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The True Cause of Shoulder Divots: What actually causes shoulder divots?

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    The True Cause of Shoulder Divots: What actually causes shoulder divots?

    Prompted by my recent experience with the Ludlow sport coat, I wanted to post some information about shoulder divots. This is a common problem with suits, sport coats, and blazers. Shoulder divots are the horizontal indentations that you see the the sides of the shoulder. Here is an example:



    The conventional wisdom around here is that this is caused by the jacket being a size too big for the wearer, the shoulders are too wide, there is too much padding, etc. The subsequent advice is to size down.

    I did some (google) research, and I am now convinced that this has nothing to do with it, in most cases. I will now present some evidence to support my conclusion.

    Exhibit A: Pictures from the old days. Cary Grant, Humphrey Bogart, Fred Astaire, and Gary Cooper all wore suits that had quite wide shoulders compared to their body habitus, and they also had decent padding -- yet no shoulder divots.



    Exhibit B: Pictures from these days. The modern slim suits have quite narrow shoulders -- yet some have horrible shoulder divots.



    Exhibit C: The best explanation I found for this was by contributer jeffreyd on styleforum.net. I am no tailor but he seems to know what he is talking about. I will quote directly from him:

    "This one keeps coming up and most people are mistaken about the causes so here's a detailed look at what causes shoulder divots or dents.

    First, the divots have nothing to do with the width of the shoulder- we often hear people making comments about a shoulder being too wide because it is denting but this is not the cause. Look at old photos of Tommy Nutter's work- you can't get much wider than that and they don't dent.

    Second, the divots have nothing to do with the amount of shoulder padding; again, you can tons of it and not have dents, and you can have dents on an unpadded shoulder.

    THIS is what causes the divots.

    The armhole must be cut in the right shape for the body of the wearer. The sleeve is then cut in a very precise relationship to the armhole. In the figure below, the height of the armhole dictates the height of the sleeve cap and the width of the armhole dictates the width of the sleeve cap. We'll say that distance a-b must be equal to e-f and distance c-d must be equal to g-h (for the super geeks, this is not the actual formula but we'll say it is for simplicity).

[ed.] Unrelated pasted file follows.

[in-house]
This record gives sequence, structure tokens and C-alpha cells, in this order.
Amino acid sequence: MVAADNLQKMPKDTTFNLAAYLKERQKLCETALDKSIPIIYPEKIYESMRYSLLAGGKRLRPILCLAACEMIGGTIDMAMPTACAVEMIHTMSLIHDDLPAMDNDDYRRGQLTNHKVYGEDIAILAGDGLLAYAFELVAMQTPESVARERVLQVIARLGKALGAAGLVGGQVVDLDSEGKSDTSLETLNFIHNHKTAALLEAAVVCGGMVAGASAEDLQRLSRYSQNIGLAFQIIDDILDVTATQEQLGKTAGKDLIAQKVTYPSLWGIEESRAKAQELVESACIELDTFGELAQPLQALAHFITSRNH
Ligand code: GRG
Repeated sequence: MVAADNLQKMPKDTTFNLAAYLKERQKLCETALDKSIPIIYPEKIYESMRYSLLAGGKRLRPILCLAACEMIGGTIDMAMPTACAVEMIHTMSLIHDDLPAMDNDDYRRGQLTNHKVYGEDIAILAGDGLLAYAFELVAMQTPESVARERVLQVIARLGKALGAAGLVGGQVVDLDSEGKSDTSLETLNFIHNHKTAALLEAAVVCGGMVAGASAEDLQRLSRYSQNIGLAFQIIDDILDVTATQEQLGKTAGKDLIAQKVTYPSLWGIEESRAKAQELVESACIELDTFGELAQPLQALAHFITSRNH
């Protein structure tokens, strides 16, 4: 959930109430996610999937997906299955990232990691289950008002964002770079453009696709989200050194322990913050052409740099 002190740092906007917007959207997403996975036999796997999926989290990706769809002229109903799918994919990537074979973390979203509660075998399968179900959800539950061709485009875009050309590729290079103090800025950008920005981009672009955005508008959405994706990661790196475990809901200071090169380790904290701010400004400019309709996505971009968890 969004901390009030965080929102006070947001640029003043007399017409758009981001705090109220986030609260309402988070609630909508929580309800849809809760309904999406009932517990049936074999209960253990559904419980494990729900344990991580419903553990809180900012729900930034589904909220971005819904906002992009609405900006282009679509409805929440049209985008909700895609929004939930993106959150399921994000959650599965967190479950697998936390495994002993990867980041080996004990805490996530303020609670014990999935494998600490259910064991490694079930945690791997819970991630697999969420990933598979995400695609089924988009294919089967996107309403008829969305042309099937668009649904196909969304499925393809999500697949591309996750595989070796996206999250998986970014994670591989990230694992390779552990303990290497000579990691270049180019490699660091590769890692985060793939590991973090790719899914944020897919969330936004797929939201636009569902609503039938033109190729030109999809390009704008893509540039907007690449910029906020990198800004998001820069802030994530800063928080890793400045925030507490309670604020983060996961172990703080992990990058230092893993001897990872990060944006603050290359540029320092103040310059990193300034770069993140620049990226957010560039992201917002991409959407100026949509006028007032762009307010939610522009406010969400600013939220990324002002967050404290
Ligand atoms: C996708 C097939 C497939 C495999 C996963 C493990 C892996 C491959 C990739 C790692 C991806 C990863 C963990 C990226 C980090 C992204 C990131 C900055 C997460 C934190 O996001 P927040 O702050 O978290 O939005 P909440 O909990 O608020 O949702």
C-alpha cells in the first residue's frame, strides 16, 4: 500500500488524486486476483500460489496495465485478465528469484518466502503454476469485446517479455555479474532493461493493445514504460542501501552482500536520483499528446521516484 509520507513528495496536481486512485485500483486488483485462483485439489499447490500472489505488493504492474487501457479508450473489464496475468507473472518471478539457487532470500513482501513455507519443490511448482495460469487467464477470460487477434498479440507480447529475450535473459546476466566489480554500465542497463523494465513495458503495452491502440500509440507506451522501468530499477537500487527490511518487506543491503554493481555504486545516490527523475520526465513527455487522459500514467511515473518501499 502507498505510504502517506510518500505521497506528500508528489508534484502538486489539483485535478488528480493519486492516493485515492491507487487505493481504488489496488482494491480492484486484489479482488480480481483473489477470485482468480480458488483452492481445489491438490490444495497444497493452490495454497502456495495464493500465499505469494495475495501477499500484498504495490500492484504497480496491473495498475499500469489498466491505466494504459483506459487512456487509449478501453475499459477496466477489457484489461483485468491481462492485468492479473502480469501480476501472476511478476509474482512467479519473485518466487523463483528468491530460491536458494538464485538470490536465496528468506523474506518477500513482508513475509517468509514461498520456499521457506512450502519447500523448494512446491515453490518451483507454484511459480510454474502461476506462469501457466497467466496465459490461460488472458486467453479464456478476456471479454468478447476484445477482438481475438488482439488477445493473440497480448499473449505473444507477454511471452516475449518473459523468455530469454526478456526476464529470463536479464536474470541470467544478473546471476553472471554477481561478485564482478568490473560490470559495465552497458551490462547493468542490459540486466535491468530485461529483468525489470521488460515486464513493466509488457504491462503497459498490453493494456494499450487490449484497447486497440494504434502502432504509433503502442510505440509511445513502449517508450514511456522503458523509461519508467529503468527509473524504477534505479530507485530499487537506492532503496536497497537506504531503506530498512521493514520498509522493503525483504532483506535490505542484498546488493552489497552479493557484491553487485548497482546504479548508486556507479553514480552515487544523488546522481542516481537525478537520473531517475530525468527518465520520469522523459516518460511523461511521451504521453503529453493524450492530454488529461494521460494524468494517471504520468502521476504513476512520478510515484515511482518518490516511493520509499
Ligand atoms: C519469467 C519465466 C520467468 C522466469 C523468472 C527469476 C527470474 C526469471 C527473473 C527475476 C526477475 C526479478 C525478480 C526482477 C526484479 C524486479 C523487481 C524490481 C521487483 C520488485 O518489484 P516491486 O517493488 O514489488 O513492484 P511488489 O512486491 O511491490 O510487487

If you put on a jacket whose armhole has not been cut wide enough for you, or that the chest pulls because it is too tight (or a host of other reasons the armhole may distort) the armhole will contract- it will get wider and shorter. The sleeve cap is now too long and narrow (a-b is shorter than e-f and c-d is wider than g-h) so it pulls from front to back, and the extra length collapses. THIS is what causes the divot.

    The only way to try to remedy this is to remove the sleeve and shorten the cap (cut away excess length); this will, in some cases, be sufficient, but in many cases you also need some extra width to the sleeve cap, which you will not be able to gain since there is no outlet for it. This is neither easy nor cheap so your average dry-cleaner alterations tailor may not be able to do it.

    The only way to know if a jacket is gong to do this is to try it on. If it dents, try a size up or try a different maker."

    This was confusing to me at first, because I could not see the diagram, but it makes sense even with just the words. The real cause of shoulder divots is the armhole shape does not conform to the shape of the wearer. The ratio of the armhole height to width does not fit the wearer. If the armhole is too narrow (not wide enough from front to back), then it will pull (front-to-back), and the excess fabric height on the sleeve will collapse, and the sleeve will pull (front-to-back). This will cause the horizontal shoulder divot.

    The tailoring solution would be to remove the sleeve from the shoulder and cut off the extra height, so when the armhole pulls front-to-back, the sleeve won't wrinkle. Obviously, this would be an expensive proposition.

    The better option would be to find another brand that makes a suit with an armhole shape that closer conforms to your body, not to size down in the same model.

    I need to accept the fact that the cut of the J.Crew Ludlow is not optimal for me, regardless of the sizing. The gentlemen of the old days had the advantage of bespoke tailoring, but some of us now are left with the challenge of hunting for the best OTR brand to fit our body type.

    #2
    Great post. This makes me better understand why some of my jackets do this and what to look for going forward. I didn't think it was a sizing issue.

    Comment


      #3
      Agreed, great post. Sizing down is not usually an option for OTR, so I live with it. As I mentioned in the other thread - almost no one else will ever notice it, especially if the rest fits well, and you are dressed well.

      Comment


        #4
        I saw this earlier on Style Forum and it was very helpful to avoid the "just size down" argument. I however have recently had a change of heart in the shoulder divot area.

        First, my shoulders are not identical. My left should slopes, which is common for those who are right handed apparently (*citation needed*). Therefore I will sometimes see a shoulder divot only on only my left shoulder, or at least more pronounced on the left shoulder.

        Second, generally anything other than a tiny movement of your arm is going to cause some form of shoulder divot, that fabric has to go somewhere and unlike a t-shirt the padding makes the shoulder stay fairly still. Aiming for zero! shoulder divot while juggling chainsaws in a suit jacket is going to be impossible.

        Third, until I started looking for it, I rarely saw it. Which means most people won't see it. Which means if you can convince yourself that you only need to avoid the MAJOR shoulder divots (which usually seem to be sizing issues) then your suit will still look fine.

        I would love to avoid all possible shoulder divots. But I can't afford bespoke suits, and have yet to find a brand that is perfect. Until then I will aim to minimize it as much as possible, and not focus too much on the tiny imperfections in an otherwise great fitting outfit.

        Comment


          #5
          I agree with the brand to body type argument. I do most of my shopping at banana because I like the style and my wife always shops there and they always have suit jackets that I like but close to 100% have significant shoulder divots when I try them on. Thus I own zero banana suits despite my closet is half banana for everything else.

          Comment


            #6
            The problem is once I notice the shoulder divots in my jackets, it's all I look at, irrespective if anyone else notices it or not.

            Comment


              #7